In the interests of fairness to Pennsylvania consumers, if anything, liquor and wine taxes should be LOWERED, and the state's budget adjusted to make up that revenue elsewhere. I doubt that will happen, though.
So...prices will probably stay the same, though they'll probably go up in the interior. Convenience and selection will go up, dramatically. It's a trade-off. I've never hidden this; I consider it a very worthwhile trade-off, and the people of Washington generally agree.

Albert Brooks said...

For last fiscal year in Washington they could have left taxes exactly where they were and still broke even because of increased sales, licenses fees (including importer and wholesale ones) and the increased employment privatization brought.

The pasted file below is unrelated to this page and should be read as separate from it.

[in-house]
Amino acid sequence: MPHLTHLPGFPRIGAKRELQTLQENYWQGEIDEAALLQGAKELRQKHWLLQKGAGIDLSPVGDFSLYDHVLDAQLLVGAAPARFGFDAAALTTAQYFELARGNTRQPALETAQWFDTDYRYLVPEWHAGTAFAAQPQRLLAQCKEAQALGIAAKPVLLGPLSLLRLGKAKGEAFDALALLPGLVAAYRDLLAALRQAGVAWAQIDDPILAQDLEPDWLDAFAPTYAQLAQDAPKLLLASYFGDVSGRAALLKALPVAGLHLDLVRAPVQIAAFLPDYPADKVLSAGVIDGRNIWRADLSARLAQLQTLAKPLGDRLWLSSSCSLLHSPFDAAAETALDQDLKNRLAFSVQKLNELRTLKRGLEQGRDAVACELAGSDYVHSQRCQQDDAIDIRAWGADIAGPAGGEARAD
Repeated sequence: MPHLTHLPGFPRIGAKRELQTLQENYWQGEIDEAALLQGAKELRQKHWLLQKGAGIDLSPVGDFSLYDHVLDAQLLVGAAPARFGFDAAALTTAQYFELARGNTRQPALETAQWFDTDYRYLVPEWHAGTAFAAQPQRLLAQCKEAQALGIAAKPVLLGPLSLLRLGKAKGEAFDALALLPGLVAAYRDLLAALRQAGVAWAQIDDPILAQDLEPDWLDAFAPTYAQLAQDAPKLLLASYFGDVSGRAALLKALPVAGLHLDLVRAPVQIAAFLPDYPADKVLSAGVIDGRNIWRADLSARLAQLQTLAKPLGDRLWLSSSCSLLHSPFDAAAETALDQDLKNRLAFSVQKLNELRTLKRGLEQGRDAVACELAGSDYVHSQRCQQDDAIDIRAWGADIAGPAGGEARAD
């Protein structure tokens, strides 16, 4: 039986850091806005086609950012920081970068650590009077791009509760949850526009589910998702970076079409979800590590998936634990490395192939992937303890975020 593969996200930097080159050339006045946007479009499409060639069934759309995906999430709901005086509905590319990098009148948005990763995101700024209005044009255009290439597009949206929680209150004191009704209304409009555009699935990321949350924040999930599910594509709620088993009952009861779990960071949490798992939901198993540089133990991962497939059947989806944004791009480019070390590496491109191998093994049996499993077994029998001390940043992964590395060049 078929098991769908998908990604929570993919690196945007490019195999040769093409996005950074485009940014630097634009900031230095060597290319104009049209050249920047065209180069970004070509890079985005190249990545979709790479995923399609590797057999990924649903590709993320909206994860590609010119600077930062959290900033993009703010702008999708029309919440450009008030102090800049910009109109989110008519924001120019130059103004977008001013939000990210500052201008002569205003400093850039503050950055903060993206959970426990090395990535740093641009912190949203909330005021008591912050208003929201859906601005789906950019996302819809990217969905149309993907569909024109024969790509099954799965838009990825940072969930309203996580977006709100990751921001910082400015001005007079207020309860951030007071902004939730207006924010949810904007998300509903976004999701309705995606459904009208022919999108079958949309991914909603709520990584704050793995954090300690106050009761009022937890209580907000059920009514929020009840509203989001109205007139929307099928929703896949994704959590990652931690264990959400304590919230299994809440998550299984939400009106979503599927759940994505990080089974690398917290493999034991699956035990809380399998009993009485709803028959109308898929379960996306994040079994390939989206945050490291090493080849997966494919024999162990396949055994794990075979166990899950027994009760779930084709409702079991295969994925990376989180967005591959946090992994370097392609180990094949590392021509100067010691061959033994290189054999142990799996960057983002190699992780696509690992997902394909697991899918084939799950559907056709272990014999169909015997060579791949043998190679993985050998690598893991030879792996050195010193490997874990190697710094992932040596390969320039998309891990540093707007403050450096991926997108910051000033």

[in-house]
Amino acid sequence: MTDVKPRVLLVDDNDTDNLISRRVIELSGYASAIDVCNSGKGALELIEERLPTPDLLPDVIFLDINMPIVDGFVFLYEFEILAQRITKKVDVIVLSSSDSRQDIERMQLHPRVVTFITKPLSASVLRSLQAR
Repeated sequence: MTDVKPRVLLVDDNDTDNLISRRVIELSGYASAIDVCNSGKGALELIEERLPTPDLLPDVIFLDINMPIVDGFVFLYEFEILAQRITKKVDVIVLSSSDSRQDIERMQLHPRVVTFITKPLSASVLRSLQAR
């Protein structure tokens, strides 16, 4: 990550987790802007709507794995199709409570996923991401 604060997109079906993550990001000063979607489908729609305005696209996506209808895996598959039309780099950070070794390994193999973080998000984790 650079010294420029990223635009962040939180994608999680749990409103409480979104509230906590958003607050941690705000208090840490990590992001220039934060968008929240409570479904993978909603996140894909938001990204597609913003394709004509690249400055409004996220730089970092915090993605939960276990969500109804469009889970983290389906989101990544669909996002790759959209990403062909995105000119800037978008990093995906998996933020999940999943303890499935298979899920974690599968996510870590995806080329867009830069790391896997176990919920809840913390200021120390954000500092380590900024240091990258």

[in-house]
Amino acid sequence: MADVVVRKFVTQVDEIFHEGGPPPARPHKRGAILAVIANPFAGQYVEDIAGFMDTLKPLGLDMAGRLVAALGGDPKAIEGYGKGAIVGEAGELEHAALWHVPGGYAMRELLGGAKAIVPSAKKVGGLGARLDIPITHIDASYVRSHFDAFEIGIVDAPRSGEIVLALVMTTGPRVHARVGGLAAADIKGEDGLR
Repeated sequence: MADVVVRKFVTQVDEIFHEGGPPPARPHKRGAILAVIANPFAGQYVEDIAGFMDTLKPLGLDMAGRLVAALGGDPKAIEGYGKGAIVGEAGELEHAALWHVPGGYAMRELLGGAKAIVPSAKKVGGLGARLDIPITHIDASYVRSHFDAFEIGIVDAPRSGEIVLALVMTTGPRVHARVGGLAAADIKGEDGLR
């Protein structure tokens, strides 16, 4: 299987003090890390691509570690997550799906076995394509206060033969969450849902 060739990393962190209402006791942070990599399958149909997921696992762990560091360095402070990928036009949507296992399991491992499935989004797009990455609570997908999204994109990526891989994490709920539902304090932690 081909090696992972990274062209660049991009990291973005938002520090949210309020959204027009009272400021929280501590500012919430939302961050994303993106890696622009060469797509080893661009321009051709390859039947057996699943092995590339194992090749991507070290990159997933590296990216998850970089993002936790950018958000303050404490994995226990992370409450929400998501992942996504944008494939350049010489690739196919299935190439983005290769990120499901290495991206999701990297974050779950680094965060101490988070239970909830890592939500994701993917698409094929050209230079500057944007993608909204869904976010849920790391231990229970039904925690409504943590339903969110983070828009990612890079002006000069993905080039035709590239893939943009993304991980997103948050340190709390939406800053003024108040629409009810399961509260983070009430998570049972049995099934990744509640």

For the majority of citizens in the metro areas prices will decrease because of competition between places like Total, BevMo, Canal's and ShopRite but will certainly be higher in the convenience outlets like grocery stores. The counties that only have one or two stores now will have more outlets but at higher prices as was mentioned.

james said...

Don't apologize for taking a couple days to approve my post -- as you can see it took me several days to get back and read your answers!

Thanks very much for the info; I don't know why that hadn't occurred to me before. And I hadn't seen that plcbusersgroup site before, that's some good info. Thanks again!